It all started at 4:30am on a Monday morning. I woke up, put on my comfy traveling outfit, braided my hair, and kissed my family goodbye before hopping into Harry and Leticia’s truck waiting for me outside. After scooping up Daryl, our incredible Sales Lead, we were on our way to the busiest airport in the world: Hartsfield-Jackson International.
When our plane landed in San Pedro Sula, Honduras, my first thought was, “Did we just land in the middle of the jungle?” I’m not kidding when I say the airport is truly a drop in the middle of the most luscious and green forest I’ve ever seen in my entire life. It’s stunning.
A little fun fact about our family coffee farms is that they’re a solid 4-5 hour drive from the airport. So what did we do after our 4 hour flight? We hopped into a van where our incredible driver, Daniel, navigated the not-quite-paved roads of Honduras to get us to our destination: Finca Terrerito. Along the way, we stopped for snacks like freshly picked lychee, pineapples, coconuts, and a Honduran classic - baleadas! What’s a baleada, you ask? Great question. A baleada is a tortilla filled with mashed beans, scrambled eggs, and crema. 10/10 recommend!
At the farm, we were greeted by so many wonderful and kind people who immediately made us feel welcome and included. They fed us more baleadas and gave us a quick lay of the land before the sun fully set and left us in the dark.
The next morning, we started bright and early. After a hearty breakfast of, you guessed it, more baleadas, we set off to climb up to the cross that sits at the crest of a mountain inside of Finca T. The view from the top is unbelievable and stretches a great distance. From the cross, you can see the reservoir, the barn where the farm animals sleep, the processing plant, and the Finca T offices. It’s a lot to take in, but wow - what an incredible sight.
After our hike to the cross, we made our way through the coffee trees, going up and up and up until I honestly wondered if I’d ever be able to make it back down… but all the sweat and muscle aches were 100% worth it when we got to put our eyes on abundantly growing, gorgeous coffee cherries. Leticia even split one open in her hand and tossed the beans into her mouth. We don’t recommend eating the bean, but you can enjoy the sweet taste of the mucilage inside the cherry. So incredible!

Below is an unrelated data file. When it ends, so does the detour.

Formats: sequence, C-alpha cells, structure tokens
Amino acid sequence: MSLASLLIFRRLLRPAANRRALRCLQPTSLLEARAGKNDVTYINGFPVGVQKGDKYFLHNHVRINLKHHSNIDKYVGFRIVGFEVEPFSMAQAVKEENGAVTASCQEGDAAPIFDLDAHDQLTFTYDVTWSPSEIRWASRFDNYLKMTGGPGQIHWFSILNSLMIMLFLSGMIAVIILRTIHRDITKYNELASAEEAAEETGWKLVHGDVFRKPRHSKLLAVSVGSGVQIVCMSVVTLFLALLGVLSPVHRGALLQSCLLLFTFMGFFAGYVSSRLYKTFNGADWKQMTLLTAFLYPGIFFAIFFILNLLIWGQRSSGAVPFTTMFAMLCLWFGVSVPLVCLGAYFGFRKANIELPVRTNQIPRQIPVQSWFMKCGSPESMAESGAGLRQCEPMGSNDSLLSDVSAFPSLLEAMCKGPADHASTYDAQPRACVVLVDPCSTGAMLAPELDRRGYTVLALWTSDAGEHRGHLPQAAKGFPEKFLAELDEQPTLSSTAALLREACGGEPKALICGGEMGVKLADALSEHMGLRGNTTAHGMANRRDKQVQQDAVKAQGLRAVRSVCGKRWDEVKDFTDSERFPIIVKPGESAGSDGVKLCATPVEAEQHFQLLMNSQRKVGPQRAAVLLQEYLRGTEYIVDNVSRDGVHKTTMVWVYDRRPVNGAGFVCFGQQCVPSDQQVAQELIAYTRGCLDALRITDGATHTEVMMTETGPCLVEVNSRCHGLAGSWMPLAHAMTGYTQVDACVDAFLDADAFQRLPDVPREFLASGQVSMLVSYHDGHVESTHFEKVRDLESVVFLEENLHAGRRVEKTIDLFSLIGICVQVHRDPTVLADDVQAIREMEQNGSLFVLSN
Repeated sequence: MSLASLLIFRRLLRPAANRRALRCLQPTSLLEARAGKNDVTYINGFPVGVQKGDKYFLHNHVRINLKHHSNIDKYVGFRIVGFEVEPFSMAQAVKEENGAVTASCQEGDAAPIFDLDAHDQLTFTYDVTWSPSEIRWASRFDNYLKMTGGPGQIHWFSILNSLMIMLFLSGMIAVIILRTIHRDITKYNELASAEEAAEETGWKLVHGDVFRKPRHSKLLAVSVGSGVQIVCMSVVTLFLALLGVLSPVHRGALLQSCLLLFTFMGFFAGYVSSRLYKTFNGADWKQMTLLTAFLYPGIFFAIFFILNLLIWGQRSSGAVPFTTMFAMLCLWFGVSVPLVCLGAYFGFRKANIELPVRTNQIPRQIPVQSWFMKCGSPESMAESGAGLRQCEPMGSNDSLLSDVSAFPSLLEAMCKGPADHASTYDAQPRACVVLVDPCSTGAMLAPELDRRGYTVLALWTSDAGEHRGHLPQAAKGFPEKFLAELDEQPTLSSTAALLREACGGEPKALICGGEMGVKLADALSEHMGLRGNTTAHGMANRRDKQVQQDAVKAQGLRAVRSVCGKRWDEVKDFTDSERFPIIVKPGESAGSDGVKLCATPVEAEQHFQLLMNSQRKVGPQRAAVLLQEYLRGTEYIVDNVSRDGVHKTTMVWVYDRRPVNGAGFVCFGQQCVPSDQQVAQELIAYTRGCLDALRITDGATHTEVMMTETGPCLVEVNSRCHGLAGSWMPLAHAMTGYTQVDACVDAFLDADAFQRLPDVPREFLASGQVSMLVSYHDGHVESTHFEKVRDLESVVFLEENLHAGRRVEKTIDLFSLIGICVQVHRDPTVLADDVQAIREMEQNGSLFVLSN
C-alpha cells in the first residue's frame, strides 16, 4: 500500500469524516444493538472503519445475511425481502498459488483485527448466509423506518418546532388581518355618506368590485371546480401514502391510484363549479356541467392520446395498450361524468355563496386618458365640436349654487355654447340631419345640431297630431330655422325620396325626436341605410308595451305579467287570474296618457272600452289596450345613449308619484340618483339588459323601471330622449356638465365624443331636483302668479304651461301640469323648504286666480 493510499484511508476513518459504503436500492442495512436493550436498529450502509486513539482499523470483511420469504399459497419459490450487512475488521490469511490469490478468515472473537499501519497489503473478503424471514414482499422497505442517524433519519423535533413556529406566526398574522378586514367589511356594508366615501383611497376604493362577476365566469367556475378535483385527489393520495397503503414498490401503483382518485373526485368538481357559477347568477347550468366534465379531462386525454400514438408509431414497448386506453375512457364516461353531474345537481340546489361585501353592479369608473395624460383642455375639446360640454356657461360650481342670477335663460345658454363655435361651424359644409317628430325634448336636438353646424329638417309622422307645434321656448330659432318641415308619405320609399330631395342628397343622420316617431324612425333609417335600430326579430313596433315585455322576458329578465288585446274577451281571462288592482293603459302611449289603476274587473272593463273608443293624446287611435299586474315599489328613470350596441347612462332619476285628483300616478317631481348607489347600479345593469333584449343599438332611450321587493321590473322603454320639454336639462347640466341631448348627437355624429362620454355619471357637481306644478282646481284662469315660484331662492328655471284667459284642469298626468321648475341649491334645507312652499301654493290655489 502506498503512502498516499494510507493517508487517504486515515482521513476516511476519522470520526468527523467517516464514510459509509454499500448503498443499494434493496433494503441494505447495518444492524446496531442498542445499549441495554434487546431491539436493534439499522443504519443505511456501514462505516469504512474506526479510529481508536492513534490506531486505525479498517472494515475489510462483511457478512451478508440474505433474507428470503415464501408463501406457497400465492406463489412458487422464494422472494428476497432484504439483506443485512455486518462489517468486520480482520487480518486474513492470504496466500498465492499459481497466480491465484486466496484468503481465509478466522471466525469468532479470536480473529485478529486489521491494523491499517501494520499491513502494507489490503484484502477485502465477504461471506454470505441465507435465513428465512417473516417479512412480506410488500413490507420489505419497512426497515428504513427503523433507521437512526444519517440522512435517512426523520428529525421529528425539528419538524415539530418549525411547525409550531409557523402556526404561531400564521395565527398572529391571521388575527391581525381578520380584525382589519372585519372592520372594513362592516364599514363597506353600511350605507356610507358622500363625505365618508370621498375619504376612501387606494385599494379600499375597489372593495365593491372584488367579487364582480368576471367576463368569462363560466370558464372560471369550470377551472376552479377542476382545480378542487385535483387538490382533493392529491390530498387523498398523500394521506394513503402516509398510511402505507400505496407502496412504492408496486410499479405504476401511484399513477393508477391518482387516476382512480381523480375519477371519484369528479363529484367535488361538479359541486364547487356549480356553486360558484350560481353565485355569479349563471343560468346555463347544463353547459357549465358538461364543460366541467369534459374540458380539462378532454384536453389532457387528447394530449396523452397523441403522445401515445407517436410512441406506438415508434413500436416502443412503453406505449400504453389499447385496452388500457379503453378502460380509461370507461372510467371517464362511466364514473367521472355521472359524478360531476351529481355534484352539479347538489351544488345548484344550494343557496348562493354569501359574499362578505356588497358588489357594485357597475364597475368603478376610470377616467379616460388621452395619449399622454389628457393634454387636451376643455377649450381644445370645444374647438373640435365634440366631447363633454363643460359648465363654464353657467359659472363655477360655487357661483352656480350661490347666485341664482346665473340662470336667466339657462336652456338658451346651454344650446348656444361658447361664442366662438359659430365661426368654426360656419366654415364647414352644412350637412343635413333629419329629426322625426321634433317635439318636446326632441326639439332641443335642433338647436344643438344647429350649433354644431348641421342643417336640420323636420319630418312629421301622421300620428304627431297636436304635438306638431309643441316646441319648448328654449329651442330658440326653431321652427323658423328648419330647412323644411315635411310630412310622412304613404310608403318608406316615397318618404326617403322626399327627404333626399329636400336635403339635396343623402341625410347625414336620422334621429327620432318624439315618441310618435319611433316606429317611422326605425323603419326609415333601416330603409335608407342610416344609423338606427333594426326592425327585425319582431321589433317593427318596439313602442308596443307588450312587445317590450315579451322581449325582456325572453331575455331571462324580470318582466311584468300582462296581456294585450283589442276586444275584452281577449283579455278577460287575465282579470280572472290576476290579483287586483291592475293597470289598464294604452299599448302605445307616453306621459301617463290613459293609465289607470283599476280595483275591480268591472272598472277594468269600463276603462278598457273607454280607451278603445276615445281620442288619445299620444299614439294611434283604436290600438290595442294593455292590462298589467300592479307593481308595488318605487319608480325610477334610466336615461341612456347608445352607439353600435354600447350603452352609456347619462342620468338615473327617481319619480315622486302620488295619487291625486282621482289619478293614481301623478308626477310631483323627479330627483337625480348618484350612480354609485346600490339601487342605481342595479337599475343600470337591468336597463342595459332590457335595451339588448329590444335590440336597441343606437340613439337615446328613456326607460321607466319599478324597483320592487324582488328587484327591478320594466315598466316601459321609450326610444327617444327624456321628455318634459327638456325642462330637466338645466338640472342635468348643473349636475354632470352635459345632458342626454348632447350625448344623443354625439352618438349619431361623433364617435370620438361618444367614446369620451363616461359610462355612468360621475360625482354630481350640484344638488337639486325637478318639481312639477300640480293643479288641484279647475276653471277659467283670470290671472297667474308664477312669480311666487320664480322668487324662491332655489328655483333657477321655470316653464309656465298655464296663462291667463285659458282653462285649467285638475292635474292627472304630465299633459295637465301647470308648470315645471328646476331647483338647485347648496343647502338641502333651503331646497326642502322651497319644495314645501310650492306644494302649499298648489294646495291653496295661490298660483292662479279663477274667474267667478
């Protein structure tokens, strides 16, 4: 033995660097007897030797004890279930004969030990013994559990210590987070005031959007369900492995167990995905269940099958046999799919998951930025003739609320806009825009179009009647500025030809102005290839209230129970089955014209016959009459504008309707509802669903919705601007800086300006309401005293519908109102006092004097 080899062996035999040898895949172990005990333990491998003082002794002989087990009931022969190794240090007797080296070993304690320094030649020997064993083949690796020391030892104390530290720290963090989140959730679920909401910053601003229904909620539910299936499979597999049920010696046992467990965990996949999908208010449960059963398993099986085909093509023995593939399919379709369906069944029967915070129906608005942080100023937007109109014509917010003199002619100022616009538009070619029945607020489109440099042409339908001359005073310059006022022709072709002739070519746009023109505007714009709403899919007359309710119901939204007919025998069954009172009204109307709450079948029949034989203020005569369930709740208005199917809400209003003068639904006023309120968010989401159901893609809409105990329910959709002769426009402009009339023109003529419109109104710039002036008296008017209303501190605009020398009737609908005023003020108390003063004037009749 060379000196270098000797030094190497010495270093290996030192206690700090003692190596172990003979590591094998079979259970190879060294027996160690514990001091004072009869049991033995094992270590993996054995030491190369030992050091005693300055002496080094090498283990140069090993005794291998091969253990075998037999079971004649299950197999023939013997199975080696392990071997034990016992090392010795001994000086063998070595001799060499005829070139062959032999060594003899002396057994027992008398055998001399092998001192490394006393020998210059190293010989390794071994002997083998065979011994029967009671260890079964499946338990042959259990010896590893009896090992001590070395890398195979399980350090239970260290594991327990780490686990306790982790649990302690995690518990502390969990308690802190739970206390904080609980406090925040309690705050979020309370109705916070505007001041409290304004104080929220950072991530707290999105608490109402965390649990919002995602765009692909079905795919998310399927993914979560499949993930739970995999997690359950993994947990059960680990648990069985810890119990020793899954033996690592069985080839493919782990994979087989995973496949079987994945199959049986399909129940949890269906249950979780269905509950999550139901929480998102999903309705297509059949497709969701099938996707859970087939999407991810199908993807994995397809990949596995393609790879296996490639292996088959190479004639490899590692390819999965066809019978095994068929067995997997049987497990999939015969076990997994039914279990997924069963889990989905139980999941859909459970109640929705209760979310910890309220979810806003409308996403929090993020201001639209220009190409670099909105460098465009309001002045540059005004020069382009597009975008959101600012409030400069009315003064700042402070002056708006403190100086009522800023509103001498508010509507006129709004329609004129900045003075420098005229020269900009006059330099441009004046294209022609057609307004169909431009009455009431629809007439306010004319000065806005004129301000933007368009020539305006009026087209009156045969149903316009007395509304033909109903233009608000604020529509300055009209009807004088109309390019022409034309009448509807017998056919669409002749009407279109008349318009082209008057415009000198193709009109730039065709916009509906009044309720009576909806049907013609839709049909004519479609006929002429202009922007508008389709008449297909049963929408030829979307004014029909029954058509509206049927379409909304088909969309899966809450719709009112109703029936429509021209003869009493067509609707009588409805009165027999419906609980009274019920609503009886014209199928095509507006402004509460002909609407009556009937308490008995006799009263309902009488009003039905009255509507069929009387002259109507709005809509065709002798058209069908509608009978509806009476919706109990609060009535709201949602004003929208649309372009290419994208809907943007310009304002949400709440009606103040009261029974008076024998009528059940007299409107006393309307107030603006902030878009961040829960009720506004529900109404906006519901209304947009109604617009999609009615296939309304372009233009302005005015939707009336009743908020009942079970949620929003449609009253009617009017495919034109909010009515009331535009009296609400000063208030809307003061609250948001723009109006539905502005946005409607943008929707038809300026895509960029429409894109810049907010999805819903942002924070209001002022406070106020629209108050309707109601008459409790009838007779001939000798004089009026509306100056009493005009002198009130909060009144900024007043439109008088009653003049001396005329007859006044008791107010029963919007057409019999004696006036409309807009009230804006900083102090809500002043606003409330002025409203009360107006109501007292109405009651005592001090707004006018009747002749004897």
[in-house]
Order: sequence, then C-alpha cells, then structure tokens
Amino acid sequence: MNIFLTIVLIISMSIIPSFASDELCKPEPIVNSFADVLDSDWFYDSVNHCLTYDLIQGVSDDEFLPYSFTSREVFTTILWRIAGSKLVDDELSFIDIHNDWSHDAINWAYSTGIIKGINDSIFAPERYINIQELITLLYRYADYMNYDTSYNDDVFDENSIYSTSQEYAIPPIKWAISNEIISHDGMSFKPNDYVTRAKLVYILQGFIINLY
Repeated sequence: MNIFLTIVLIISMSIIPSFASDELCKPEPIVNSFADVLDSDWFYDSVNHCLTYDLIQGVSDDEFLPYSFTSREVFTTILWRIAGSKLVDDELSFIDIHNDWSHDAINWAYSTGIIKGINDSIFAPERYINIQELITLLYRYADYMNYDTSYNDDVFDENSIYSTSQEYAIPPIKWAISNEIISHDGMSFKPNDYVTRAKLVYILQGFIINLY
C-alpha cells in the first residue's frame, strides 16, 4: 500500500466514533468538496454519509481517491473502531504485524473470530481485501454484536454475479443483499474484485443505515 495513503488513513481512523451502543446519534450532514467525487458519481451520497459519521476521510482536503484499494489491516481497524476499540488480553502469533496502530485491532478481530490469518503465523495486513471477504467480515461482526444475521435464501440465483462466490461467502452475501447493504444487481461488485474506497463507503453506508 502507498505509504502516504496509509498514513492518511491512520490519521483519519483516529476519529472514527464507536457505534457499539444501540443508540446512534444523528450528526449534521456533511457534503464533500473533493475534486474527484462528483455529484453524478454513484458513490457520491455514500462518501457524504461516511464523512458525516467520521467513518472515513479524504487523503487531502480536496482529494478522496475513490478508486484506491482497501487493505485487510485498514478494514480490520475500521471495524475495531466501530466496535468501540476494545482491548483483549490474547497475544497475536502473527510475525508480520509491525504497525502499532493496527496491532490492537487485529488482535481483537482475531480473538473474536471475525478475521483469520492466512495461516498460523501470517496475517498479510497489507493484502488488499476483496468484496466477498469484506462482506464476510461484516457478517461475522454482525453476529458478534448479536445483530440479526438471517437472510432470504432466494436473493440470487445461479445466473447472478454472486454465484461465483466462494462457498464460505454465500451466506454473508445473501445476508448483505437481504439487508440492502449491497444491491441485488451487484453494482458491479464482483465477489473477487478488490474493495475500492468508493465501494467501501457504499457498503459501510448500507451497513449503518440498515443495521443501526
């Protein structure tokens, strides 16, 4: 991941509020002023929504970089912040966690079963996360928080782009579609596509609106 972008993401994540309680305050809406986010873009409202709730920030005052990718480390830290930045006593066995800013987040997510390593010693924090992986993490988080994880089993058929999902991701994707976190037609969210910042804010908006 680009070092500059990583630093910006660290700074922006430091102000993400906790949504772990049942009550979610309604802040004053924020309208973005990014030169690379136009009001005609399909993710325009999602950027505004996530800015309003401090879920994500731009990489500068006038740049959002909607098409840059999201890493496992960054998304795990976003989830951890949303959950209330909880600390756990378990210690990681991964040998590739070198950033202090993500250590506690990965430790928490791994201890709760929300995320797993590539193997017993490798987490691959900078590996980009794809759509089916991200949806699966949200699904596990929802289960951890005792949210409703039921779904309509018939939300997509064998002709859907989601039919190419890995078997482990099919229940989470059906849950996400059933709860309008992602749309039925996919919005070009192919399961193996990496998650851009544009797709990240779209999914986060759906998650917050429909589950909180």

From there, Daryl and I were handed our own baskets to pick cherries. Let’s just say we could use some more practice. What looks so simple is actually a very niche, practiced skill. There’s a very specific method to picking cherries in order to avoid damaging the root of the cherry. Watching actual coffee pickers work their magic was eye-opening and honestly fascinating to observe.
Once we made our way back to the farm, it was time for lunch and a short break before visiting the Finca T offices for a cupping performed by Lourdes Villeda, Finca T’s Director of Quality Control & Exports, who just recently received her Q Grader certification. HUGE kudos to Lourdes for this giant achievement as it is an incredibly intense course and very difficult to pass. We are so proud of her! “Certified Q Graders are professionals skilled in sensory evaluation of green coffee, and are employed throughout the industry.” (From The Coffee Institute.)
The evening was capped off with a long quad ride to two of the other Alma Family Farms, Finca Alejandra and Finca Mariposa (“butterfly” in Spanish). Both farms were more beautiful than I ever could’ve imagined. Finca Alejandra was surrounded by the most gorgeous florals, all of which were blooming from the recent rains. And Finca Mariposa is aptly named as we witnessed many butterflies fluttering around the trees, plus we spotted several banana trees sporting huge bundles of bananas! So cool to see a fruit I normally buy at the grocery store actually growing in nature!
We ended the day by visiting some of the horses who call Finca T home, sipping coffee by the man-made reservoir, and taking a quick tour of the coffee processing plant, all followed by dinner time with a huge crew of Finca T team members. Dinner was by far the most powerful point of the day because it gave me the chance to hear from the side of the coffee business I wouldn’t normally be able to access or bare witness to so close up.
I went to bed that night not only physically exhausted from a day of go-go-going, but also with a huge sense of gratitude that I’m in a place to make a difference in the lives of the farm team. Day 1 of Honduras really opened my eyes to the magnitude of the coffee industry and how many lives depend on the work both the Finca T team and the Alma team is putting in. It’s incredible to see what we’ve been able to accomplish as we’ve come together to build this business.
…and that was just Day 1! Stay tuned for Day 2 coming soon!
- Ashley Elayne